SORKIN: I have a very complicated view. So, full disclosure … my … I’m the son of a lawyer, who is an anti-trust litigator. So I have spent many a dinner table discussion talking about the world of anti-trust and what it means and whether we should allow companies to come together and what it means to go from three to two and what a monopoly is and what a duopoly is. And, and concentration issues. There is no question in this country, both on the corporate side and specifically in the banking world, that we have consolidated. And by the way, I would argue that it didn’t just happen in this country, it’s happened all over the world.

HEFFNER: To the extent that it has in the US …

SORKIN: It is happening all over the world. And we are, we are a leader, we are a leader of this, this version of capitalism, if you will. And, and the question I think a lot of this raises though is on a global basis, what do we do about it?

And, the reason, the reason I say “global” … you know, one of the things people say constantly to me is … “Well, let’s break up the banks”. And I … my, my common sense knee jerk reaction is “Sure”. That sounds like a great idea, I think we should break up the banks, if the banks were smaller, if any of them went out of business, it wouldn’t have the same type of ripple effect … that seems to be like a, a great idea.”

However, I then sometimes think to myself … and we just got back, we, we were on a trip to Asia recently … I thought to myself … there are banks in China already that are four times the size of JP Morgan.

And what does that mean? And what does that mean to our ability as a nation to become competitive, we look at all of these different companies and businesses and jobs that have gone overseas and the implications of being a … a leader in a particular industry, whether it be “tech” or healthcare or finance, or what have you.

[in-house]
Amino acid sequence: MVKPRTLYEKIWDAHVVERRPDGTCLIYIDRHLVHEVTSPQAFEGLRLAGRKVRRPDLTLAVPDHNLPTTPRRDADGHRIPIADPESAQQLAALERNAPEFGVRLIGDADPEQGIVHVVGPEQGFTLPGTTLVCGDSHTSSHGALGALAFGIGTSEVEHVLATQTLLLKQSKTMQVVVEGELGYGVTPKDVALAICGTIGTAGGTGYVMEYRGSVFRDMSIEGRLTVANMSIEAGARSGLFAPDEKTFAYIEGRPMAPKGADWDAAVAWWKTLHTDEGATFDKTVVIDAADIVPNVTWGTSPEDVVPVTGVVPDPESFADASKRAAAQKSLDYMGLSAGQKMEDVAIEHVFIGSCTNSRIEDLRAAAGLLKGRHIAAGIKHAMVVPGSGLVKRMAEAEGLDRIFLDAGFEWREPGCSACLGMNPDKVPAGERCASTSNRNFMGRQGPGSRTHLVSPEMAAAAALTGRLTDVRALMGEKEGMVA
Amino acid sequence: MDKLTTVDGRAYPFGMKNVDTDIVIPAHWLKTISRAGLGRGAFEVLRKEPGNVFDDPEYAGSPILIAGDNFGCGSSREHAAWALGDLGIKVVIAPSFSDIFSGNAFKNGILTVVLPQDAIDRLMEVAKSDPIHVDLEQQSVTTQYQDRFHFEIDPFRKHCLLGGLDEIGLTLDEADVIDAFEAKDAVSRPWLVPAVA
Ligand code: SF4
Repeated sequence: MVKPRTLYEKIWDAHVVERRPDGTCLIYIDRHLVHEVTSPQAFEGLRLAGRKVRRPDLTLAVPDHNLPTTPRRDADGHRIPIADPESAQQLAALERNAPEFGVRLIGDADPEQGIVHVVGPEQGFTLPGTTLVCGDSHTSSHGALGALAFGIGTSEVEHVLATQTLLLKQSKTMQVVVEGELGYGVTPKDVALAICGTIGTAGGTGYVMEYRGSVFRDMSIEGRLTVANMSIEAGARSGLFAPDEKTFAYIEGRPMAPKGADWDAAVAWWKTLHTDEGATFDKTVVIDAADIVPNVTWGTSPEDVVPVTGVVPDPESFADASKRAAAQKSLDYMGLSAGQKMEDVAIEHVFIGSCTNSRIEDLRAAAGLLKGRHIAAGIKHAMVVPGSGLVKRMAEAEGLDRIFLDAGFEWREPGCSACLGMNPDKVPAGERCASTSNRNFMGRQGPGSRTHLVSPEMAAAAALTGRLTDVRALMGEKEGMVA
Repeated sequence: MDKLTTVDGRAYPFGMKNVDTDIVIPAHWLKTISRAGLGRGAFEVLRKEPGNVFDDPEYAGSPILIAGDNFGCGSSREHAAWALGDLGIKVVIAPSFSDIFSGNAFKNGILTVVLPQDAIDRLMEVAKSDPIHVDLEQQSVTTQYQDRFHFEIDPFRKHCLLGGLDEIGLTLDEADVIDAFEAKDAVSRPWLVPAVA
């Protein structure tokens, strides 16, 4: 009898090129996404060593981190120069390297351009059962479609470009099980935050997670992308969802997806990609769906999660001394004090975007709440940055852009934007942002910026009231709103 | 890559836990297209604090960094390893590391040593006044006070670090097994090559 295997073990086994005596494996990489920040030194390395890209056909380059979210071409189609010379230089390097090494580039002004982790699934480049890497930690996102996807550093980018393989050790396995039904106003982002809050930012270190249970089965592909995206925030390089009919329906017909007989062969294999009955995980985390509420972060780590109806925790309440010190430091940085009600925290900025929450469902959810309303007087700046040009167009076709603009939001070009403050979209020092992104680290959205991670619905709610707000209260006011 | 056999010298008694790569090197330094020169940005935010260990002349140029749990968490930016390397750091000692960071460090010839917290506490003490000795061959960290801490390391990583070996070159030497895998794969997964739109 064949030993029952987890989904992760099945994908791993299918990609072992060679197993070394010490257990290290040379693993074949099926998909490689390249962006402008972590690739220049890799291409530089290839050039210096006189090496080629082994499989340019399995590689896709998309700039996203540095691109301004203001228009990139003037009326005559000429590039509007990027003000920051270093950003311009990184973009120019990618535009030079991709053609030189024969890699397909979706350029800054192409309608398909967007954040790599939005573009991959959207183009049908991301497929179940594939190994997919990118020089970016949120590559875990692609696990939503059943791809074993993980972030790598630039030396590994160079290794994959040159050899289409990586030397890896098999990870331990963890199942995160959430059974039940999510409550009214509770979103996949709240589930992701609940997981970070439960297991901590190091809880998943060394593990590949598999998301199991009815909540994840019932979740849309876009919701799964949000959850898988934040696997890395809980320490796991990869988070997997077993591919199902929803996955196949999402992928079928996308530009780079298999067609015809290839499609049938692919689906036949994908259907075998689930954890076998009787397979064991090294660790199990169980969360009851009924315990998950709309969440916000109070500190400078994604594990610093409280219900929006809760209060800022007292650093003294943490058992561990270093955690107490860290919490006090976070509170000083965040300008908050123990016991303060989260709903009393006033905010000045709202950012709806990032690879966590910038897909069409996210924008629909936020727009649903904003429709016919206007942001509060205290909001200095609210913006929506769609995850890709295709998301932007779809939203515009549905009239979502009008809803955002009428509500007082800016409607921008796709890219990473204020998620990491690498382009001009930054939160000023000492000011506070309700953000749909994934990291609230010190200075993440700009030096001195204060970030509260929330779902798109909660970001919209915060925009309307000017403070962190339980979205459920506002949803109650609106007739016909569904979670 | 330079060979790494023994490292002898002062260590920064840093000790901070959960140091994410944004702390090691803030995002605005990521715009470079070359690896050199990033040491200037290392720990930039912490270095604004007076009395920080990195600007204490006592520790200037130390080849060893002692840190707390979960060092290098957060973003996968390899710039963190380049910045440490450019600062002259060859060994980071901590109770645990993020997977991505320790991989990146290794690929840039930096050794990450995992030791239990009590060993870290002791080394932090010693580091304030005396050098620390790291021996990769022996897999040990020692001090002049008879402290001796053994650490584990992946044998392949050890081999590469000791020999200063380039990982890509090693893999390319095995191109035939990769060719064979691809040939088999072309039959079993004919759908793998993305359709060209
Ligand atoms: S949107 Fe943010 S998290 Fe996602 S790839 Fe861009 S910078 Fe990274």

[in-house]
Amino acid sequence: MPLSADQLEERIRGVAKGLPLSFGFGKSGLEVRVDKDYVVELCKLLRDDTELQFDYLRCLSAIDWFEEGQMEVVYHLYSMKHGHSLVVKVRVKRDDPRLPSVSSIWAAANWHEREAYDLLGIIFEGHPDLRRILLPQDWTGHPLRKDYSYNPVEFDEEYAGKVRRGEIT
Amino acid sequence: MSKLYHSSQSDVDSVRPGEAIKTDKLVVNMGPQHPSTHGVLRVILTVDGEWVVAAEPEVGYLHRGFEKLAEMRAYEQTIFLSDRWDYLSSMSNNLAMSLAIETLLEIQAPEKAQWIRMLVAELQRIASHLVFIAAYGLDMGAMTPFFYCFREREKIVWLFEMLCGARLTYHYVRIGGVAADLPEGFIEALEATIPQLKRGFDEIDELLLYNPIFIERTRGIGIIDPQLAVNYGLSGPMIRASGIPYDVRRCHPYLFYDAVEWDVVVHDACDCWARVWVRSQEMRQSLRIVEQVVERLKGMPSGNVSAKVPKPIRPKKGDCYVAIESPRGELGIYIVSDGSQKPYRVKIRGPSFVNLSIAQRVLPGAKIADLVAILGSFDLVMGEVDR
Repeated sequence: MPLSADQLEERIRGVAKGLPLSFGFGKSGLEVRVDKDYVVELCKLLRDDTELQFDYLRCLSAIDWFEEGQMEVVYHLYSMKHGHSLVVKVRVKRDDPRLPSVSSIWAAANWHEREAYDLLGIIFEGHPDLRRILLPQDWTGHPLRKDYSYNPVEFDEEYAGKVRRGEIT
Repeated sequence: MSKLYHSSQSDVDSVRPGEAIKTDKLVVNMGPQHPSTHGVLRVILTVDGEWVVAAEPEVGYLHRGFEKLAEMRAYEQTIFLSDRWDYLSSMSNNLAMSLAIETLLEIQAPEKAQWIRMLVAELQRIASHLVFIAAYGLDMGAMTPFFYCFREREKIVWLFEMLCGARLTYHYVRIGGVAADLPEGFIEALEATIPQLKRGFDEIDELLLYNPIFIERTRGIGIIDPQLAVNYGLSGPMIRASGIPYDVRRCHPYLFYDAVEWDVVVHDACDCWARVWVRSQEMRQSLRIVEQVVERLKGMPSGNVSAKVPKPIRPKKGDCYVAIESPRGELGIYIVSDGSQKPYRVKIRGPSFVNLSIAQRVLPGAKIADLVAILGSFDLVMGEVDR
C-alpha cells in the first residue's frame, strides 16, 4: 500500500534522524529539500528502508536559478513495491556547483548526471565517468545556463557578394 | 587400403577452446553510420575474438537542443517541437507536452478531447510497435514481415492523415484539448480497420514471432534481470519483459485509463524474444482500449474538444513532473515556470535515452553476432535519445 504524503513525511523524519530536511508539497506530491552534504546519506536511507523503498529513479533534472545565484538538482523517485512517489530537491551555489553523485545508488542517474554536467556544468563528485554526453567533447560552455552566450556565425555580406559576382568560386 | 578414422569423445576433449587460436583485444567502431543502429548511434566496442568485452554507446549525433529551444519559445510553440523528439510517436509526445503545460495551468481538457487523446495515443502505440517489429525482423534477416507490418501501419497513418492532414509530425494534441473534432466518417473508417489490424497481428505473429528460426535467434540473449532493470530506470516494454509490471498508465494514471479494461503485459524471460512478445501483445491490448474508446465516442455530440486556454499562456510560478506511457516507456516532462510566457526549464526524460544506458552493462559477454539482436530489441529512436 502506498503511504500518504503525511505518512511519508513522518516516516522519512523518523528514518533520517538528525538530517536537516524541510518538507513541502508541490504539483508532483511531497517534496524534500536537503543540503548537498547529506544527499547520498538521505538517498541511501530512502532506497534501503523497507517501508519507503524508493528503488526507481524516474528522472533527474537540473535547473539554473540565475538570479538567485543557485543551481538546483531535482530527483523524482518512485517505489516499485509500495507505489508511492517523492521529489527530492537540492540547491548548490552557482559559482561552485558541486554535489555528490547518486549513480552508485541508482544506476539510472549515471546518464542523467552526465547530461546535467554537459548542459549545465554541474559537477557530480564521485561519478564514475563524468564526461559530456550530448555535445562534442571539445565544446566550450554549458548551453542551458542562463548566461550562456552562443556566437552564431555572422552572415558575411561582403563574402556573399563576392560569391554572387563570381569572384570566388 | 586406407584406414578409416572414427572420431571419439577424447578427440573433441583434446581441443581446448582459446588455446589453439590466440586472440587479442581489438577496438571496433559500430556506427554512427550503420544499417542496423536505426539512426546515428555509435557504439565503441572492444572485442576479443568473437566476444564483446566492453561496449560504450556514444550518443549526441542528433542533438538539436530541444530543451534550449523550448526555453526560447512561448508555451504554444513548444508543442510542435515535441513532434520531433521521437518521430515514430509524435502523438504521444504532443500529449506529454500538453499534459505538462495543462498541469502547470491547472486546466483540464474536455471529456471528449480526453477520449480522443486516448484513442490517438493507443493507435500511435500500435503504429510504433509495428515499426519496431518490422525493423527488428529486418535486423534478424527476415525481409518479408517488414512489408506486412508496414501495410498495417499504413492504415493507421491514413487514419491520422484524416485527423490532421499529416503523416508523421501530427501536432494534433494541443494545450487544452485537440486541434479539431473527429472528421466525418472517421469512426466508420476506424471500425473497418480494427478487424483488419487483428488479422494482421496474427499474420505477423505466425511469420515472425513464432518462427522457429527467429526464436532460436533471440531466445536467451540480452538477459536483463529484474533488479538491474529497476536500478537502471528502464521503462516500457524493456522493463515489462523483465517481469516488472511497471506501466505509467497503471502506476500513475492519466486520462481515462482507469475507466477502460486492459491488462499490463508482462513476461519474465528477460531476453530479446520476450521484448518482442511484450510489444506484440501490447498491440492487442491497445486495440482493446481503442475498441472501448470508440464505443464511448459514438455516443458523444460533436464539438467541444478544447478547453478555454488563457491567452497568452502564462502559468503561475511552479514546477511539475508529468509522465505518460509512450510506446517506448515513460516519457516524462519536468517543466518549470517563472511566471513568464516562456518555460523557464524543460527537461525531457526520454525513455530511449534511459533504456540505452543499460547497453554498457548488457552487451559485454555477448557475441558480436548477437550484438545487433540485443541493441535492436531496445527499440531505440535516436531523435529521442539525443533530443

And so it’s not so clear to me that simply breaking up the banks solves all your problems because in some ways it may create some other ones.

And, and the other piece to that is, you might say to yourself “Well, what do you need the big bank for … you know, we just go to the bank to cash our checks and to maybe go to the ATM machine now or you can do it on your iPhone.

But what we’re really talking about is not about, about us and our relationship in getting a mortgage. What we’re talking about is, is big companies, big businesses and how they relate as clients in the same way that we do as individuals to another bank.

So, you may use Chase or Bank of America … I don’t know who your bank is, but you’ve decided you want to have a relationship with them for whatever reason.

General Electric says to themselves, or AT&T says to itself, “I want to have a relationship with a bank” and what do I want from that bank? Well, I want a bank that I can call up at a moment’s notice and they’ll write me a check for $20 billion dollars. I mean in this new global age that we live in with companies as big as they are on the corporate side, they’re then looking for banks that are just as ginormous who can write that one check. They don’t want to have to go to, to 20 different smaller banks and say, “Here’s my cup, please, please write me a check for a billion dollars” then they collect 20.

HEFFNER: Well, but doesn’t that …